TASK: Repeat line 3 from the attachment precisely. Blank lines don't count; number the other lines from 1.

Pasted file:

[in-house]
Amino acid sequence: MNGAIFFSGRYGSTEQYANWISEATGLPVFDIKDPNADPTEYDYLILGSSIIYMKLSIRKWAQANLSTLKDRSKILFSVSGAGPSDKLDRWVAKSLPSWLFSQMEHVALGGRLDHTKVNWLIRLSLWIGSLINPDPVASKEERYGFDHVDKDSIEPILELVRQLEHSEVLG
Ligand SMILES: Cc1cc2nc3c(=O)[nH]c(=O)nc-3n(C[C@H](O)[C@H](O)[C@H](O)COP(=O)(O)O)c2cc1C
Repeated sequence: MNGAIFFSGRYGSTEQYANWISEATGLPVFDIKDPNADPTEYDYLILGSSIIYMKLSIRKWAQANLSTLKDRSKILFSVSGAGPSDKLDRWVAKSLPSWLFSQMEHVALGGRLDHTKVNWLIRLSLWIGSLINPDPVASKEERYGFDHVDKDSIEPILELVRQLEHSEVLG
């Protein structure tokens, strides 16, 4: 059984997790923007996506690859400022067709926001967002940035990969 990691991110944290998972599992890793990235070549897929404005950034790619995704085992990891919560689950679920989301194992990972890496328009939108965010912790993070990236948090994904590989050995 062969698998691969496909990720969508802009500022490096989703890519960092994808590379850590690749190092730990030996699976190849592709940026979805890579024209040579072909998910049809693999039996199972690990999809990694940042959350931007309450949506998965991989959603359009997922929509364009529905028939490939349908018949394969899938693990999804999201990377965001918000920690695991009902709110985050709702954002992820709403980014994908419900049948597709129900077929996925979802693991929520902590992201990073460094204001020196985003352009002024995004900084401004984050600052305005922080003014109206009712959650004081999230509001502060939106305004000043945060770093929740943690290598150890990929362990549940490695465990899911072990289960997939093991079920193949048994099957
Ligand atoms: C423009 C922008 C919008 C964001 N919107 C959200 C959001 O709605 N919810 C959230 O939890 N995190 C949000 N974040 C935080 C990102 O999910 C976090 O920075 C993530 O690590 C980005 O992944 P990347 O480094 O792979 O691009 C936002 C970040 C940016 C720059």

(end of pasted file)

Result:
Ligand SMILES: Cc1cc2nc3c(=O)[nH]c(=O)nc-3n(C[C@H](O)[C@H](O)[C@H](O)COP(=O)(O)O)c2cc1C